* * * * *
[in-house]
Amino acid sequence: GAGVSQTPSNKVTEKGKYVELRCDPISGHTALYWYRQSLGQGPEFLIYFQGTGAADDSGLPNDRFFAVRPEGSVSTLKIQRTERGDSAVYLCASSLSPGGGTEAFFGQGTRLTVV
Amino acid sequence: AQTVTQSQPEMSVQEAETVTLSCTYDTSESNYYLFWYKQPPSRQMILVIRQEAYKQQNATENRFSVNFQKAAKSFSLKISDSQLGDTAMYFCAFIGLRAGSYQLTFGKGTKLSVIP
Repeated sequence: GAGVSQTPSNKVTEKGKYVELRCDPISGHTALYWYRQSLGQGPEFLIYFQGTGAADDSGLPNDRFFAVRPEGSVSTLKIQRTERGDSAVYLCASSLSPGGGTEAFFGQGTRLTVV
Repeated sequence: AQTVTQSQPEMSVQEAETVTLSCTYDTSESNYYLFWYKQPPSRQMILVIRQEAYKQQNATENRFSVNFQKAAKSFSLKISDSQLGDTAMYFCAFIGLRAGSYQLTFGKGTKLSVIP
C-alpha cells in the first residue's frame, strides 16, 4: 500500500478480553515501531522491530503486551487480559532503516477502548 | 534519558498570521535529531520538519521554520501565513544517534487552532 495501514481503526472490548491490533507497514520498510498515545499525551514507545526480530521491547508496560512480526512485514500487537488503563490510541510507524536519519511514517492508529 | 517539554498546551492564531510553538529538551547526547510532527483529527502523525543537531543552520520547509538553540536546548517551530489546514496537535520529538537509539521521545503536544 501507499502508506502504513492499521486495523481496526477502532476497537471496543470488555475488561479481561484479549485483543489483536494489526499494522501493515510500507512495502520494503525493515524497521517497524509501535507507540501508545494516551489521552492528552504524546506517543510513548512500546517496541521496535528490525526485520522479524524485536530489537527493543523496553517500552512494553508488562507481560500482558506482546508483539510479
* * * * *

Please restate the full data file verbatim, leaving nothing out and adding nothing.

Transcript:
[in-house]
Amino acid sequence: GAGVSQTPSNKVTEKGKYVELRCDPISGHTALYWYRQSLGQGPEFLIYFQGTGAADDSGLPNDRFFAVRPEGSVSTLKIQRTERGDSAVYLCASSLSPGGGTEAFFGQGTRLTVV
Amino acid sequence: AQTVTQSQPEMSVQEAETVTLSCTYDTSESNYYLFWYKQPPSRQMILVIRQEAYKQQNATENRFSVNFQKAAKSFSLKISDSQLGDTAMYFCAFIGLRAGSYQLTFGKGTKLSVIP
Repeated sequence: GAGVSQTPSNKVTEKGKYVELRCDPISGHTALYWYRQSLGQGPEFLIYFQGTGAADDSGLPNDRFFAVRPEGSVSTLKIQRTERGDSAVYLCASSLSPGGGTEAFFGQGTRLTVV
Repeated sequence: AQTVTQSQPEMSVQEAETVTLSCTYDTSESNYYLFWYKQPPSRQMILVIRQEAYKQQNATENRFSVNFQKAAKSFSLKISDSQLGDTAMYFCAFIGLRAGSYQLTFGKGTKLSVIP
C-alpha cells in the first residue's frame, strides 16, 4: 500500500478480553515501531522491530503486551487480559532503516477502548 | 534519558498570521535529531520538519521554520501565513544517534487552532 495501514481503526472490548491490533507497514520498510498515545499525551514507545526480530521491547508496560512480526512485514500487537488503563490510541510507524536519519511514517492508529 | 517539554498546551492564531510553538529538551547526547510532527483529527502523525543537531543552520520547509538553540536546548517551530489546514496537535520529538537509539521521545503536544 501507499502508506502504513492499521486495523481496526477502532476497537471496543470488555475488561479481561484479549485483543489483536494489526499494522501493515510500507512495502520494503525493515524497521517497524509501535507507540501508545494516551489521552492528552504524546506517543510513548512500546517496541521496535528490525526485520522479524524485536530489537527493543523496553517500552512494553508488562507481560500482558506482546508483539510479